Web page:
WASHINGTON (Reuters) – President Barack Obama extended his lead over Republican Mitt Romney to seven percentage points because of increased support from independent voters and some optimism over the U.S. economy, a Reuters/Ipsos poll showed on Tuesday.
Obama was backed by 49 percent of registered voters in a telephone poll conducted from May 3-7, compared to 42 percent who supported his likely rival in November’s presidential election. In April, the poll showed Obama leading Romney 47 percent to 43 percent.
Obama’s overall approval rating among the 1,131 adults surveyed was 50 percent, up one point from last month, while 47 percent said they disapproved of how he handles his presidency.
“The economy continues to chug along. Presidential ratings are correlated fairly closely with economic optimism and when the public sees things like unemployment going down and other signs of economic recovery, they are more inclined towards voting for the status quo – which in this case is to keep the incumbent in office,” said Ipsos pollster Julia Clark.
The poll showed a jump in the number of independent voters who approved of the way Obama is doing his job. Forty eight percent approved and 40 percent disapproved in May compared to 37 percent who approved and 57 percent who disapproved in April.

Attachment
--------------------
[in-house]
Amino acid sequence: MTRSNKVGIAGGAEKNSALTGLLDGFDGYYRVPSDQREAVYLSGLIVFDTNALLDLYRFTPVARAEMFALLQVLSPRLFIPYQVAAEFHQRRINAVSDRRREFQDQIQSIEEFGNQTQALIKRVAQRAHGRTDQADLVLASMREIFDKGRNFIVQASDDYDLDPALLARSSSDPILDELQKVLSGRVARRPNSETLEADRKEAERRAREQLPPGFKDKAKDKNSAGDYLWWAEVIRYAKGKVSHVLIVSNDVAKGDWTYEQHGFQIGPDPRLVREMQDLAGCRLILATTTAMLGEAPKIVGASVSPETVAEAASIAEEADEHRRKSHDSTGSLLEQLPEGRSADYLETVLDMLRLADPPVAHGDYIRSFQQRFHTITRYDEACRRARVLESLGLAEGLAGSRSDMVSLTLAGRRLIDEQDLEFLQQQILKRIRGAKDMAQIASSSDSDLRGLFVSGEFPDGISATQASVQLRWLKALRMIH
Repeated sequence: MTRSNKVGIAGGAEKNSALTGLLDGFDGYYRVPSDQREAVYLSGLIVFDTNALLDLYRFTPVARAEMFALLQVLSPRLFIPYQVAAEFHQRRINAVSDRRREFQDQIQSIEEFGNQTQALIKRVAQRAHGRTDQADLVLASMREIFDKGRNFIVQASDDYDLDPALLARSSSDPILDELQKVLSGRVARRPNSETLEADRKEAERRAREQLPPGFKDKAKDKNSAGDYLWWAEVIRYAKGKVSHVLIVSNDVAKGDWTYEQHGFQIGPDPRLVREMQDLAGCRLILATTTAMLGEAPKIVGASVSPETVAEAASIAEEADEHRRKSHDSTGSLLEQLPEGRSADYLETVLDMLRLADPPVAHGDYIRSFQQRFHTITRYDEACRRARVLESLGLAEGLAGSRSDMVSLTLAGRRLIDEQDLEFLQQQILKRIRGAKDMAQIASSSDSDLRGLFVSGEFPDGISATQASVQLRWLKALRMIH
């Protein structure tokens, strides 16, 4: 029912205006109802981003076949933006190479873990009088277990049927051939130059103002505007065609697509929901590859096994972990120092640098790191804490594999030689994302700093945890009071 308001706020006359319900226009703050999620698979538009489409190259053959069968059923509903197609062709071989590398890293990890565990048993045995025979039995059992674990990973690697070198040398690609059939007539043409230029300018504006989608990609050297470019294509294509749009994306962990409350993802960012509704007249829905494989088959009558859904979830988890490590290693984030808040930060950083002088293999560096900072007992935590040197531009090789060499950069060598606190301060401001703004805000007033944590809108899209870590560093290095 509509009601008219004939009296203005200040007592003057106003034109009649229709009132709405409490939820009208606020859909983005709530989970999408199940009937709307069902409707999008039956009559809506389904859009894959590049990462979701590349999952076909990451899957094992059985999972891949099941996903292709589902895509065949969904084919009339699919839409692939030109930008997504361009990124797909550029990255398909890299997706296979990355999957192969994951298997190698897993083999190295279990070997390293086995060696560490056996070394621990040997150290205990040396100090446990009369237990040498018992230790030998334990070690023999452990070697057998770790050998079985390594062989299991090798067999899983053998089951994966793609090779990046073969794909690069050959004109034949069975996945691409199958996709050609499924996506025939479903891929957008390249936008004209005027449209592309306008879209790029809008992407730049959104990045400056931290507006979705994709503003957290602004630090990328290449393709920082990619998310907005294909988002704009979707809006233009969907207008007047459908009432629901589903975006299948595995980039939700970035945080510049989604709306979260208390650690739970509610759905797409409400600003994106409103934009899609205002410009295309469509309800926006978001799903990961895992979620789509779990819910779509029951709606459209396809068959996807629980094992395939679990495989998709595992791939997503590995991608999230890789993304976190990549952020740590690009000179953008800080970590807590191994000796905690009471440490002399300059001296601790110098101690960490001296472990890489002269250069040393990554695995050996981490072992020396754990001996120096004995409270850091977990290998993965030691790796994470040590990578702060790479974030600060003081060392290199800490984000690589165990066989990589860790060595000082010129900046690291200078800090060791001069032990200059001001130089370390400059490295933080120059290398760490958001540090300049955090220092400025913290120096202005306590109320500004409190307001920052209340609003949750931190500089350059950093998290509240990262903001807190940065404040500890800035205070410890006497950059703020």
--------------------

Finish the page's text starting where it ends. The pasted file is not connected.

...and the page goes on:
“Independents obviously are going to be critical in this election,” said Clark. “That independent approval jump is absolutely significant. It contributes to his jump in approval month on month. We’re talking increments here, but where Obama is right now, the increments matter a lot.
Among the 959 registered voters surveyed in the poll, a majority said Obama was stronger than Romney on healthcare, Afghanistan and the war on terror. Romney had a one point advantage over Obama on immigration.
The survey, conducted over landlines and cell phones, is considered accurate within 2.9 percentage points for the total sample. Among registered voters it has a margin of error of 3.2 percentage points.
(Reporting by Deborah Charles; Editing by Vicki Allen)